Review of Litigation
In the early stages of the alternative dispute resolution (ADR) movement, the most common expectation regarding the effect ADR would have on the courts was twofold: It would relieve court congestion and delay, and it would increase public satisfaction with the justice system, by diverting cases that did not require the formal legal process into more suitable, informal fora.1 In other words, the expectation was not that the use of ADR would lead to changes in legal or courtroom procedures themselves, but that it would enable courts to conduct legal procedures with less pressure, delay, and congestion, and give parties someplace else to go when legal procedures were not necessary or useful. ADR, in this view, was not going to change the nature of what went on in court, but rather support the court system by reducing its caseload burden. ...
In this Article, I largely refrain from offering conclusions about the desirability of the different pictures presented; I try instead to note some of the potential benefits and risks implicit in each picture, leaving conclusions to the reader. However, the other contributors to this Symposium Issue do offer some judgments on particular developments, and the conclusion to this Article offers a few observations on some of their comments. As noted above, the scenarios described in this Article are not all mutually exclusive; some could fit together as parts of a single vision of the future. However, it is useful to view them separately. Since each one stresses particular aspects of possible future development, presenting them independently helps focus attention on each development in its own right.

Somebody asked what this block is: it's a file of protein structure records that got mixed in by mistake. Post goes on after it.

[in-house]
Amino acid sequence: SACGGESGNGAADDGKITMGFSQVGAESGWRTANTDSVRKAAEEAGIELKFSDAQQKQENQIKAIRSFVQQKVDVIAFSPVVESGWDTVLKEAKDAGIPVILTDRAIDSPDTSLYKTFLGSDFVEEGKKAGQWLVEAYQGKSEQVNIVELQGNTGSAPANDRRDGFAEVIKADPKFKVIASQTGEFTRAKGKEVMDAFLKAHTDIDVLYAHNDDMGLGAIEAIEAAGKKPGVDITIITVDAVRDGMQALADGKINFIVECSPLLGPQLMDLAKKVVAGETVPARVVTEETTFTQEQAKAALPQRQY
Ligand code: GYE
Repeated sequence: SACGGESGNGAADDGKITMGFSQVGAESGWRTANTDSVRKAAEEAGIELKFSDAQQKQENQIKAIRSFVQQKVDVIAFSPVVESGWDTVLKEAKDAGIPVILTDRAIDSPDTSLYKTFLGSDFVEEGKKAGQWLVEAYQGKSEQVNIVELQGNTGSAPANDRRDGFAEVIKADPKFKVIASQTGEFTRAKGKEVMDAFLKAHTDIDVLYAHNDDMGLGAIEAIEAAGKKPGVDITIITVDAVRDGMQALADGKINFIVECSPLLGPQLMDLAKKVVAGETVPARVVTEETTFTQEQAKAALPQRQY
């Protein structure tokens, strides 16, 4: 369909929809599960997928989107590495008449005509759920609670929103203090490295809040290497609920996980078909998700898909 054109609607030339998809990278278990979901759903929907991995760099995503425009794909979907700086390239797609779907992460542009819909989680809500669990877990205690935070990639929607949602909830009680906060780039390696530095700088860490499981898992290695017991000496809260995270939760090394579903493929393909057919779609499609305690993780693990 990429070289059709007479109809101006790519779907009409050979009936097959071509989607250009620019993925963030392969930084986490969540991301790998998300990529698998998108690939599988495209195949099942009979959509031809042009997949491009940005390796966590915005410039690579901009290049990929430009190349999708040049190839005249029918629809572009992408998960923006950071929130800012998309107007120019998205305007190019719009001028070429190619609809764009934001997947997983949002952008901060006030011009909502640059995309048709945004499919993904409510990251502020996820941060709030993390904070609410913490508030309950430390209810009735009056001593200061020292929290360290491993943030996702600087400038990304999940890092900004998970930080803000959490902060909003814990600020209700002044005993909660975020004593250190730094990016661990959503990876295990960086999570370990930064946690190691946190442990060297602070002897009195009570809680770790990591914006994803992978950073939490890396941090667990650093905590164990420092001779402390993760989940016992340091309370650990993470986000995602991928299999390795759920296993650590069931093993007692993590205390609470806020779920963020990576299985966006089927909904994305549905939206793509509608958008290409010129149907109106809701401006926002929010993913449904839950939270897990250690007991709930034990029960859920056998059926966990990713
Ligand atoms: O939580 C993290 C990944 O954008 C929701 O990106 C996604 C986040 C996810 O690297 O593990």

Robert A. Baruch Bush,
Alternative Futures: Imagining How ADR May Affect the Court System in Coming Decades, 15 Rev. Litig. 455
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